5 Books that Bring Intersectional Feminism to the Forefront

In a political climate where there is a fast-growing awareness of how unfairly women are being treated at work, in school, and at home, it’s imperative to ensure that there aren’t women’s voices who are being left out of the conversation. I constantly hear conversations about whether or not the hijab can be a feminist statement, with few hijabi women weighing in on the discussion. I see white female celebrities in the #MeToo movement being featured prominently, while Black women’s accusations are often suppressed. Intersectional feminism has always been necessary, but when Kimberlé Crenshaw coined the term, marginalized women were already living the reality of the concept of intersectionality.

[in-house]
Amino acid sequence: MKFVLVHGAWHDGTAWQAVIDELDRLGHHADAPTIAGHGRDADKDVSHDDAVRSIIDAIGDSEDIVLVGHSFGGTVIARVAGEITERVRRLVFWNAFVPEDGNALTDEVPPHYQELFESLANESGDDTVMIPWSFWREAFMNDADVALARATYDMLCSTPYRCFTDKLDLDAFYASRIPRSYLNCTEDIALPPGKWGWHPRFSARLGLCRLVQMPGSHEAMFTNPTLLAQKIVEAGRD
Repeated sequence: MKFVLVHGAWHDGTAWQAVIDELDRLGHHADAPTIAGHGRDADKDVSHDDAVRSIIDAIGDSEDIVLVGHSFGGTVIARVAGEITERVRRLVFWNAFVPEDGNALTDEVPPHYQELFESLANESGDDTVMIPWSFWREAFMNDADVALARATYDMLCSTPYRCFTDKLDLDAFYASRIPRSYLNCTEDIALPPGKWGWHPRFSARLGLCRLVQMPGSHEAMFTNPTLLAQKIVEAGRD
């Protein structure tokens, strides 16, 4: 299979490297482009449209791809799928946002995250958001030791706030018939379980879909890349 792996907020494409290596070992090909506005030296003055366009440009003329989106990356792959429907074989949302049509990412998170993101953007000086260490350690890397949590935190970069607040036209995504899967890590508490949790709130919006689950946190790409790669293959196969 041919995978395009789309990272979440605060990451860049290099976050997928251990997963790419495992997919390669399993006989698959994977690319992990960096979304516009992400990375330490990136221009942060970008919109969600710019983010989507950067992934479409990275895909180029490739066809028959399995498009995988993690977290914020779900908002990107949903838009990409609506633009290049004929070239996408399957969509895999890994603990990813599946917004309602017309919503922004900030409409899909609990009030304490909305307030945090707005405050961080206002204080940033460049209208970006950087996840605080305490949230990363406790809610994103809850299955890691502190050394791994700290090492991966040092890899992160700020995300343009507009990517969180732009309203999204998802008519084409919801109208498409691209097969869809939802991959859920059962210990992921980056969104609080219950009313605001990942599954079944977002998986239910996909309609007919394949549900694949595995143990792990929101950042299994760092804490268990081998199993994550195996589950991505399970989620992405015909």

The following list moves the focus away from the needs, words, and voices of white, cishet, non-disabled affluent women. This list brings intersectional feminism to the forefront. It’s critical for us to recognize that we are not the same, that some of us are facing a double-bind or triple-bind of oppression, and all of us deserve to be free. True freedom is when we are all liberated — not just a privileged few. Like Audre Lorde said, “I am not free while any woman is unfree, even when her shackles are very different from my own.”